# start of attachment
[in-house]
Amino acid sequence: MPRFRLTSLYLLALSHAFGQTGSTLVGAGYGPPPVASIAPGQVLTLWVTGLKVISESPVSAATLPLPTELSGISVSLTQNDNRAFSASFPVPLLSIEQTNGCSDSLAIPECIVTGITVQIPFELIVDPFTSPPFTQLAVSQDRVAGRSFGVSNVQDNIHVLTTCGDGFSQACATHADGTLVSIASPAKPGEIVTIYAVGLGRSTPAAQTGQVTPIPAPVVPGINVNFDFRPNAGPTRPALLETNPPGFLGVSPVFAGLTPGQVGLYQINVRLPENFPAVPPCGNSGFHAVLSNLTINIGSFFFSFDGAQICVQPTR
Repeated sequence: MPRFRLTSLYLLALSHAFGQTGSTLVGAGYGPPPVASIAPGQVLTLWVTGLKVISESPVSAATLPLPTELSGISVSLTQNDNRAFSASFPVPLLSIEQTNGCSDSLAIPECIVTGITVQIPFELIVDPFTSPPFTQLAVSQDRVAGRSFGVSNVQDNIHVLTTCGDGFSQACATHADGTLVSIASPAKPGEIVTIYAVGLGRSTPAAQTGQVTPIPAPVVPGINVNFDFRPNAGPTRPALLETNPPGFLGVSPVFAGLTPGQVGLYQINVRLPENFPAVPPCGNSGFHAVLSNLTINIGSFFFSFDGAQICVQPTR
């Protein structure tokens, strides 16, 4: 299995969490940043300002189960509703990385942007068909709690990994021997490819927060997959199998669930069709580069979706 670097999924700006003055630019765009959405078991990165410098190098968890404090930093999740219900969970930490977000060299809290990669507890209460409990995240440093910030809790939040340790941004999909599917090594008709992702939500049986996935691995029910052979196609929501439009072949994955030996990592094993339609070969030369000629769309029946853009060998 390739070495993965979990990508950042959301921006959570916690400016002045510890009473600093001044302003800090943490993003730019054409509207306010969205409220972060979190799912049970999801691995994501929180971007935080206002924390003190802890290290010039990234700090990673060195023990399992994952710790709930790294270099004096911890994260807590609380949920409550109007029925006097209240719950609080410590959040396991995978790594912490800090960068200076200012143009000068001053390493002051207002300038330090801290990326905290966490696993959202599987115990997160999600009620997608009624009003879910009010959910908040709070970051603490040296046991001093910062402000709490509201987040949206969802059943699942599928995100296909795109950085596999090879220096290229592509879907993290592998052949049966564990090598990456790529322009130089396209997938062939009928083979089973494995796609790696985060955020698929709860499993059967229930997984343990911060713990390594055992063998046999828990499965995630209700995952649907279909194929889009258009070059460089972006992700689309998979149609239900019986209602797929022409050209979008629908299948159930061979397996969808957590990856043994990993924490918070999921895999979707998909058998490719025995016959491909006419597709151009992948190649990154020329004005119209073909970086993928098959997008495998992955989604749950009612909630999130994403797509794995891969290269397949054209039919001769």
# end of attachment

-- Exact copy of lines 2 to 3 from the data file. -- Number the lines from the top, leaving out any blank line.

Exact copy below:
Amino acid sequence: MPRFRLTSLYLLALSHAFGQTGSTLVGAGYGPPPVASIAPGQVLTLWVTGLKVISESPVSAATLPLPTELSGISVSLTQNDNRAFSASFPVPLLSIEQTNGCSDSLAIPECIVTGITVQIPFELIVDPFTSPPFTQLAVSQDRVAGRSFGVSNVQDNIHVLTTCGDGFSQACATHADGTLVSIASPAKPGEIVTIYAVGLGRSTPAAQTGQVTPIPAPVVPGINVNFDFRPNAGPTRPALLETNPPGFLGVSPVFAGLTPGQVGLYQINVRLPENFPAVPPCGNSGFHAVLSNLTINIGSFFFSFDGAQICVQPTR
Repeated sequence: MPRFRLTSLYLLALSHAFGQTGSTLVGAGYGPPPVASIAPGQVLTLWVTGLKVISESPVSAATLPLPTELSGISVSLTQNDNRAFSASFPVPLLSIEQTNGCSDSLAIPECIVTGITVQIPFELIVDPFTSPPFTQLAVSQDRVAGRSFGVSNVQDNIHVLTTCGDGFSQACATHADGTLVSIASPAKPGEIVTIYAVGLGRSTPAAQTGQVTPIPAPVVPGINVNFDFRPNAGPTRPALLETNPPGFLGVSPVFAGLTPGQVGLYQINVRLPENFPAVPPCGNSGFHAVLSNLTINIGSFFFSFDGAQICVQPTR